Save the bird-skulls from serious smacks! Birds often mistake the reflection off our window glass for clear skies. Head-first collisions kill thousands of birds every year. Those of us who put out feeders may create an even more strike-prone situation, unless we provide birds with a visible barrier they know they can't fly through.
I've seen a number of ways to alert birds to the presence of a window so that they don't fly into it, but most seem to be more visible than I'd like. Taping bird-netting over the exterior of the window provides them with a visible barrier, and me with an unobstructed view of the visitors to my feeder.
Step 1: Supply List
You will need:
- Rain-X or a similar glass-wax treatment
- Toilet Paper
- Cutting device--I prefer to have both scissors and a knife
- Outdoor double-sided window-kit tape: I prefer the Duck brand over the 3-M or Scotch, as it seems to stick much better even when cold
- Bird netting (usually used to protect fruit crops)
- Clear one-sided tape (office-style)
Step 2: Clean the Window
You'll be blocking the window from easy cleaning, and I'm not fond of having to take the treatment down and put it back up on a frequent basis. I use Rain-X to give it a stain-resistant coating. (Once upon a time, there was an even better product called "Glass Wax," but I haven't been able to find it in many years.) It'll last through up to a year of rain without needing to be washed, because the rain beads off so well that it leaves no water-marks. Bird-poop can be washed off with a hose or a hard squirt with water from a spray-bottle; if it's dried on, you might be able to dislodge it by wetting it, allowing the water to soak in, and then blasting it with water.
- I HIGHLY recommend using toilet-paper to wash, dry, and apply the Rain-X. It leaves a tiny bit of lint behind, but the lint wipes off or blows off easily, and it's just really good at leaving the glass streak-free.
- Wet the window thoroughly to suspend dirt, before washing it. Wiping without enough water means you're shoving dirt-particles into the glass, usually causing micro-scratches that dull your view.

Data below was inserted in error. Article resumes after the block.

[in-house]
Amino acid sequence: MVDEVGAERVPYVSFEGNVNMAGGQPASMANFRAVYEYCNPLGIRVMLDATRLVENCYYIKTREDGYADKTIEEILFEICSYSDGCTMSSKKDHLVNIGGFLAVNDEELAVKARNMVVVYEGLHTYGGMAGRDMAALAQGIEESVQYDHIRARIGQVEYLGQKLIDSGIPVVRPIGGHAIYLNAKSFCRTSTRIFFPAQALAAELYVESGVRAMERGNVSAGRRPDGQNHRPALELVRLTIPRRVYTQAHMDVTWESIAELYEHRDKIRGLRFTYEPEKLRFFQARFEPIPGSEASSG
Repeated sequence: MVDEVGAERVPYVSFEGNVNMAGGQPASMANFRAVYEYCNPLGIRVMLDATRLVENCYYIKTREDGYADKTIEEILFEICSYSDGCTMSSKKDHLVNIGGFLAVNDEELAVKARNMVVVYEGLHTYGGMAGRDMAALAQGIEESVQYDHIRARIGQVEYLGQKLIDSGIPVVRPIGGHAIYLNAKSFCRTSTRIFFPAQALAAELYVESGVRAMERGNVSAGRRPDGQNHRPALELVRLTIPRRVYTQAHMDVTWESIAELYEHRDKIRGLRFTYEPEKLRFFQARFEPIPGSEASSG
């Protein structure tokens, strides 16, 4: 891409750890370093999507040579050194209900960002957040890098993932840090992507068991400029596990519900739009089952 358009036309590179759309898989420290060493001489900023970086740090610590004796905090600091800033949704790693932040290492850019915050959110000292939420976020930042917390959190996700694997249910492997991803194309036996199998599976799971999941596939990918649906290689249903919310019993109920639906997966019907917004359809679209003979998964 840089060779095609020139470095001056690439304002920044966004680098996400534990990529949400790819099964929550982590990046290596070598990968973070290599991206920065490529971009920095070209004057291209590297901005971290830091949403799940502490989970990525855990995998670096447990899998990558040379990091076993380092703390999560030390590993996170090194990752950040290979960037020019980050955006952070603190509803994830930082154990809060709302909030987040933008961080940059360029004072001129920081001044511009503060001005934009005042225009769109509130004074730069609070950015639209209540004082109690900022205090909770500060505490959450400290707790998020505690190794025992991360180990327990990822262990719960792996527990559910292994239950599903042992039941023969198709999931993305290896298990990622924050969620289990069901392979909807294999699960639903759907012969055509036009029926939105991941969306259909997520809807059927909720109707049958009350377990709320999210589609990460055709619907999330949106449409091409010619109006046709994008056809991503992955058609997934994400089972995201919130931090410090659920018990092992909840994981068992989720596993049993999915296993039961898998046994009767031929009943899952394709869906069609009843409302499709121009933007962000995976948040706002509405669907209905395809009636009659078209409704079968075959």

- Wash both sides of the glass (so you're sure that smudge you're looking at is actually on the side you're trying to clean).
- Dry thoroughly.
- On the side you'll be placing the netting, apply Rain-X as directed
- Allow to dry on the glass
- Wipe / polish Rain-X with toilet paper or a clean microfiber cloth until the glass is crystal-clear.
Step 3: Apply Double-sided Tape
- Place double-sided tape around the perimeter of the window.
- Tip: I generally put an extra tape side-by-side along the corners, where tension might be higher.
- Depending on the surface of the window frame (delicate paint, weathered wood, etc), it's perfectly okay to put the tape directly on the glass.
Step 4: Size and Cut the Bird Net
Bird netting is usually used to protect fruiting bushes, vines, and trees from hungry birds. It's made of fine-filament plastic, with a mesh-size of between 1/2" and 1" (1 - 2.5 cm). Even the smallest package of netting is probably sufficient for a large patio door, but check your dimensions before purchase.
- Stretch out the bird-net next to the window, and cut to size.
- For the most unobstructed view, it's good to have a precise fit; however, leave an extra inch in each dimension (you will trim in the final step).
Step 5: Apply Netting
- Be sure your hands are clean
- Apply netting to double-sided tape. (If you have dirty hands, the dirt will get onto the tape and reduce it's stickiness.)
- It might help to have an extra person to help with this, as bird netting has a mind of its own and seems designed to catch on any random object in the area. Try to get the filaments to line up exactly with the edges of the window (assuming it's a rectangular window).
Step 6: Apply Second Layer of Tape
- Run a layer of transparent tape over the double-sided tape, trapping the bird-net between the two layers of tape.
- Check your work to be sure that the netting is firmly secured on the entire perimeter, and that there is no exposed double-sided tape (as it will attract dust).
- Use razor-blade (or scissors) to trim any excess netting.
Step 7: Watch Your Birds!
I find that I can't really see the netting from a distance, unless I specifically focus in on it. I have had only one bird-strike since I put the netting up, and it was a low-speed impact. ( Drunken bird? ) Other ways to help protect the birds is to make sure that the feeders are within three feet (one meter) of the glass--if birds do mistakenly fly at the glass, they won't have built up much speed before the impact.